Introduced by Sens. SALAND, SKELOS, BALL, GOLDEN, KLEIN, O'MARA -- read twice and ordered printed, and when printed to be committed to the Committee on Codes -- recommitted to the Committee on Codes in accord- ance with Senate Rule 6, sec. 8 -- reported favorably from said committee and committed to the Committee on Finance -- committee discharged, bill amended, ordered reprinted as amended and recommitted to said committee AN ACT to amend the executive law, in relation to DNA testing of certain offenders convicted of a crime THE PEOPLE OF THE STATE OF NEW YORK, REPRESENTED IN SENATE AND ASSEM- BLY, DO ENACT AS FOLLOWS: Section 1. Subdivision 7 of section 995 of the executive law, as amended by chapter 2 of the laws of 2006, paragraph (a) as separately amended by chapter 320 of the laws of 2006 and paragraph (f) as amended by chapter 405 of the laws of 2010, is amended to read as follows: 7. "Designated offender" means a person convicted of [and sentenced for any one or more of the following provisions of the penal law (a) sections 120.05, 120.10, and 120.11, relating to assault; sections 125.15 through 125.27 relating to homicide; sections 130.25, 130.30, 130.35, 130.40, 130.45, 130.50, 130.65, 130.67 and 130.70, relating to sex offenses; sections 205.10, 205.15, 205.17 and 205.19, relating to escape and other offenses, where the offender has been convicted within the previous five years of one of the other felonies specified in this subdivision; or sections 255.25, 255.26 and 255.27, relating to incest, a violent felony offense as defined in subdivision one of section 70.02 of the penal law, attempted murder in the first degree, as defined in section 110.00 and section 125.27 of the penal law, kidnapping in the first degree, as defined in section 135.25 of the penal law, arson in the first degree, as defined in section 150.20 of the penal law, burglary in the third degree, as defined in section 140.20 of the penal law, attempted burglary in the third degree, as defined in section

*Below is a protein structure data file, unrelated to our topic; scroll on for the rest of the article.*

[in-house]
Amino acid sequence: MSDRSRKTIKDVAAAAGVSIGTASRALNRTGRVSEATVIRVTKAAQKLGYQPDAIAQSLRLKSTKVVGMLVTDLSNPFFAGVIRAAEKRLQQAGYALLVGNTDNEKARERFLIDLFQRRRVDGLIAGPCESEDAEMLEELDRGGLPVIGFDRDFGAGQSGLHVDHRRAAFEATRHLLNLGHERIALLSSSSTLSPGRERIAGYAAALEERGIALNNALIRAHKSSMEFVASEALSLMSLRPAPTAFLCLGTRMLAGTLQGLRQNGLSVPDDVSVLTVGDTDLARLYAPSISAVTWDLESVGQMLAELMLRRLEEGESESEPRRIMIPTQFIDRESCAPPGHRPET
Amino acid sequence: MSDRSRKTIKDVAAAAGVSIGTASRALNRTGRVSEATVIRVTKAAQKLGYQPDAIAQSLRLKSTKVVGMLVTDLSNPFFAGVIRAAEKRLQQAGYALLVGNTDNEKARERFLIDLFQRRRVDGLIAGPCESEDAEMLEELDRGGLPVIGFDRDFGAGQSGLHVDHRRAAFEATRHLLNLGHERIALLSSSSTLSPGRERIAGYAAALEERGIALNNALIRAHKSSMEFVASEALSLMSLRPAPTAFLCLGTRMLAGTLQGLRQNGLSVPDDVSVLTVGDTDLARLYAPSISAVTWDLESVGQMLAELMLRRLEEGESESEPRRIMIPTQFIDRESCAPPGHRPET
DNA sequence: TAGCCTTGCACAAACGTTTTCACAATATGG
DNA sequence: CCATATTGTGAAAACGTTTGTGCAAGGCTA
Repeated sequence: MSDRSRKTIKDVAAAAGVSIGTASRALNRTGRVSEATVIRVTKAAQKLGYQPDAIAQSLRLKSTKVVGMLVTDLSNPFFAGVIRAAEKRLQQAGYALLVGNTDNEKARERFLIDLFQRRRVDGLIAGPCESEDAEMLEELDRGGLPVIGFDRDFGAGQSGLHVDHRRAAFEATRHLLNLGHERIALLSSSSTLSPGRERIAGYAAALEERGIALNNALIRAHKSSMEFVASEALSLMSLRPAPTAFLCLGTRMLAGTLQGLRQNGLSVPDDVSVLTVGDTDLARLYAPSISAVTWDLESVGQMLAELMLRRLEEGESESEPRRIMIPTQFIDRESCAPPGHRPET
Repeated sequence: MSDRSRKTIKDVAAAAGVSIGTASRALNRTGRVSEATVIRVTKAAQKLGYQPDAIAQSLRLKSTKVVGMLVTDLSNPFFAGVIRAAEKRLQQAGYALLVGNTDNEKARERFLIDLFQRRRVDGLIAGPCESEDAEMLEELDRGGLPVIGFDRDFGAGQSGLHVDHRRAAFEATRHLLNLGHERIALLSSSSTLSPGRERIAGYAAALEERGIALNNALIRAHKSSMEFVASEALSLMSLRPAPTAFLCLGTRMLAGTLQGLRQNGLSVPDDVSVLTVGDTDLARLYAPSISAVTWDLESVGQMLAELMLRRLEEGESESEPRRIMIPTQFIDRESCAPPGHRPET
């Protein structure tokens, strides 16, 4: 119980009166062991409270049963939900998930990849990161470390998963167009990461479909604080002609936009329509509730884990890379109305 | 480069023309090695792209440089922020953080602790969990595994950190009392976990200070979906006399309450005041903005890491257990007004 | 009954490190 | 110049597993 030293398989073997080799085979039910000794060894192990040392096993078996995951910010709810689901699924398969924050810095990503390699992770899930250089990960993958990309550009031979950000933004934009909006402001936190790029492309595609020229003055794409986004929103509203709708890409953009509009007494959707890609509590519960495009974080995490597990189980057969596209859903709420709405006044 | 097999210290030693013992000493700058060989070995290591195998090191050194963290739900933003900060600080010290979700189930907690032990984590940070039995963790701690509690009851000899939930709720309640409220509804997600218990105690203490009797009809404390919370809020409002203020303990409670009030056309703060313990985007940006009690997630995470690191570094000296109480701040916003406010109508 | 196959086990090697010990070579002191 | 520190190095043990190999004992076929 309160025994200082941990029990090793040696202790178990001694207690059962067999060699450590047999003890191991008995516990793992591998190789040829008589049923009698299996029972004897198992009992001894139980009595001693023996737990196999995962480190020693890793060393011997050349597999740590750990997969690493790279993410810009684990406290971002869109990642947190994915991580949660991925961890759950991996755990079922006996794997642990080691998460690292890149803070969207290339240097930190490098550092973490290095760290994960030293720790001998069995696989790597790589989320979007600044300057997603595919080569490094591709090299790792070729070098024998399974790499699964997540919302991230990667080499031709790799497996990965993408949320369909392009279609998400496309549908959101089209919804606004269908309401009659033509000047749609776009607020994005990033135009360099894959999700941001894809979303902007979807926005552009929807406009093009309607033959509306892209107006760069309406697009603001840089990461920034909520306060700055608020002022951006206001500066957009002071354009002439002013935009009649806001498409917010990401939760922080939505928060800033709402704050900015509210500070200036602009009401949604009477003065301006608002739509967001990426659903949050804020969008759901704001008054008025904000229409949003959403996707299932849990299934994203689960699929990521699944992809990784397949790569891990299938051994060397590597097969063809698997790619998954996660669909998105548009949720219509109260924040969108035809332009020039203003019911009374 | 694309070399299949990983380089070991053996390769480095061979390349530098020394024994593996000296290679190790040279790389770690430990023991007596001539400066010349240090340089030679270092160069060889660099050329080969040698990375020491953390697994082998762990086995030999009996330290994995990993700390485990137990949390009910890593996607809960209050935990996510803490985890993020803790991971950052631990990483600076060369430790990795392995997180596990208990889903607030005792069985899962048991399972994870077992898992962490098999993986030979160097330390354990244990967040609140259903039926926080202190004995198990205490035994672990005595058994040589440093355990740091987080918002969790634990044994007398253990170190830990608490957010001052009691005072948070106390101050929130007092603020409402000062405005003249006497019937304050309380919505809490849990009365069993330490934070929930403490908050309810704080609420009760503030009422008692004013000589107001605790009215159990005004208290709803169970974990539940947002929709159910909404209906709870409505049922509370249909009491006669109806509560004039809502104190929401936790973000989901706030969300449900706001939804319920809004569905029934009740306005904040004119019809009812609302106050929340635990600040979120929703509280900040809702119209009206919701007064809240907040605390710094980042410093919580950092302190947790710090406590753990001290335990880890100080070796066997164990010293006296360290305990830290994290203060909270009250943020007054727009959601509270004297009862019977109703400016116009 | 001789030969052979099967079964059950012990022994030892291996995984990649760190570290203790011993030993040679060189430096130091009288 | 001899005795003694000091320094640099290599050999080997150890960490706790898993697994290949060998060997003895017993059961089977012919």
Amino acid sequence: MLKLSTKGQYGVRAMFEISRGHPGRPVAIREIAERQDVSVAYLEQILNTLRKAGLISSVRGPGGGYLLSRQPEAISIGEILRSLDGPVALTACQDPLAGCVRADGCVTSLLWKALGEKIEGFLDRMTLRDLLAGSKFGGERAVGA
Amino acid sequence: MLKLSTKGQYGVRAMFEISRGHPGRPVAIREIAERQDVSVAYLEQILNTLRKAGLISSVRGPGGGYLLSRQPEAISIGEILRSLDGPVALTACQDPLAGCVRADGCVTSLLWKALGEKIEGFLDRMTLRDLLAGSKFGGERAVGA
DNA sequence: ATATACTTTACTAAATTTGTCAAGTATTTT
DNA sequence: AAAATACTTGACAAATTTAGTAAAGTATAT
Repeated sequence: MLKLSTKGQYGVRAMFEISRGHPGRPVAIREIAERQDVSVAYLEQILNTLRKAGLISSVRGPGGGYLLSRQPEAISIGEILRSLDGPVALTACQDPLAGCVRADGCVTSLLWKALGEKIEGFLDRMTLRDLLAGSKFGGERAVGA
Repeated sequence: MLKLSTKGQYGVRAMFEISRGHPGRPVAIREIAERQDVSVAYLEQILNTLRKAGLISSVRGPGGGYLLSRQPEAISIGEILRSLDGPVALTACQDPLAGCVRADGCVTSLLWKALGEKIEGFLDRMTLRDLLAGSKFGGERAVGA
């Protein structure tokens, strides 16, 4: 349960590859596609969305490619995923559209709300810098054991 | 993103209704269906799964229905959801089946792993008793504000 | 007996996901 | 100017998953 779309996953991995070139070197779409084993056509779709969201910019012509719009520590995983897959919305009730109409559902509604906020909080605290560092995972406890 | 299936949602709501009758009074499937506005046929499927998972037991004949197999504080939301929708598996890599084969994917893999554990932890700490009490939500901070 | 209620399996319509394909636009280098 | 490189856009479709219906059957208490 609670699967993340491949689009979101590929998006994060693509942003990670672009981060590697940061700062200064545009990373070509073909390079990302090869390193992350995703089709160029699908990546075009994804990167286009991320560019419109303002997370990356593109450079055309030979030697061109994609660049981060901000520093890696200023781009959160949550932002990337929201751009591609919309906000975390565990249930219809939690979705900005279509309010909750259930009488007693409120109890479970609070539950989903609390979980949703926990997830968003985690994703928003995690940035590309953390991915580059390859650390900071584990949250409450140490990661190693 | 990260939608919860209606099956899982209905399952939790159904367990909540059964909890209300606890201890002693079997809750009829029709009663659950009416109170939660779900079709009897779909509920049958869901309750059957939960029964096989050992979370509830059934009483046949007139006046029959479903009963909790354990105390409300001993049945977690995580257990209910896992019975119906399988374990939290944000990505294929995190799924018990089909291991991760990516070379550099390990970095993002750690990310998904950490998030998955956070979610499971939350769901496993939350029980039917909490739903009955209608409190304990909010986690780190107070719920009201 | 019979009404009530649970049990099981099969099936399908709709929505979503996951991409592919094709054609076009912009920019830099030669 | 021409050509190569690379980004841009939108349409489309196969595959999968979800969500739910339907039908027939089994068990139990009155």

110.00 and section 140.20 of the penal law, a felony defined in article four hundred ninety of the penal law relating to terrorism or any attempt to commit an offense defined in such article relating to terror- ism which is a felony; or (b) criminal possession of a controlled substance in the first degree, as defined in section 220.21 of the penal law; criminal possession of a controlled substance in the second degree, as defined in section 220.18 of the penal law; criminal sale of a controlled substance, as defined in article 220 of the penal law; or grand larceny in the fourth degree, as defined in subdivision five of section 155.30 of the penal law; or (c) any misdemeanor or felony defined as a sex offense or sexually violent offense pursuant to para- graph (a), (b) or (c) of subdivision two or paragraph (a) of subdivision three of section one hundred sixty-eight-a of the correction law; or (d) any of the following felonies, or an attempt thereof where such attempt is a felony offense: aggravated assault upon a person less than eleven years old, as defined in section 120.12 of the penal law; menacing in the first degree, as defined in section 120.13 of the penal law; reckless endan- germent in the first degree, as defined in section 120.25 of the penal law; stalking in the second degree, as defined in section 120.55 of the penal law; criminally negligent homicide, as defined in section 125.10 of the penal law; vehicular manslaughter in the second degree, as defined in section 125.12 of the penal law; vehicular manslaughter in the first degree, as defined in section 125.13 of the penal law; persistent sexual abuse, as defined in section 130.53 of the penal law; aggravated sexual abuse in the fourth degree, as defined in section 130.65-a of the penal law; female genital mutilation, as defined in section 130.85 of the penal law; facilitating a sex offense with a controlled substance, as defined in section 130.90 of the penal law; unlawful imprisonment in the first degree, as defined in section 135.10 of the penal law; custodial interference in the first degree, as defined in section 135.50 of the penal law; criminal trespass in the first degree, as defined in section 140.17 of the penal law; criminal tamper- ing in the first degree, as defined in section 145.20 of the penal law; tampering with a consumer product in the first degree, as defined in section 145.45 of the penal law; robbery in the third degree as defined in section 160.05 of the penal law; identity theft in the second degree, as defined in section 190.79 of the penal law; identity theft in the first degree, as defined in section 190.80 of the penal law; promoting prison contraband in the first degree, as defined in section 205.25 of the penal law; tampering with a witness in the third degree, as defined in section 215.11 of the penal law; tampering with a witness in the second degree, as defined in section 215.12 of the penal law; tampering with a witness in the first degree, as defined in section 215.13 of the penal law; criminal contempt in the first degree, as defined in subdivi- sions (b), (c) and (d) of section 215.51 of the penal law; aggravated criminal contempt, as defined in section 215.52 of the penal law; bail jumping in the second degree, as defined in section 215.56 of the penal law; bail jumping in the first degree, as defined in section 215.57 of the penal law; patronizing a prostitute in the second degree, as defined in section 230.05 of the penal law; patronizing a prostitute in the first degree, as defined in section 230.06 of the penal law; promoting prostitution in the second degree, as defined in section 230.30 of the penal law; promoting prostitution in the first degree, as defined in section 230.32 of the penal law; compelling prostitution, as defined in section 230.33 of the penal law; disseminating indecent materials to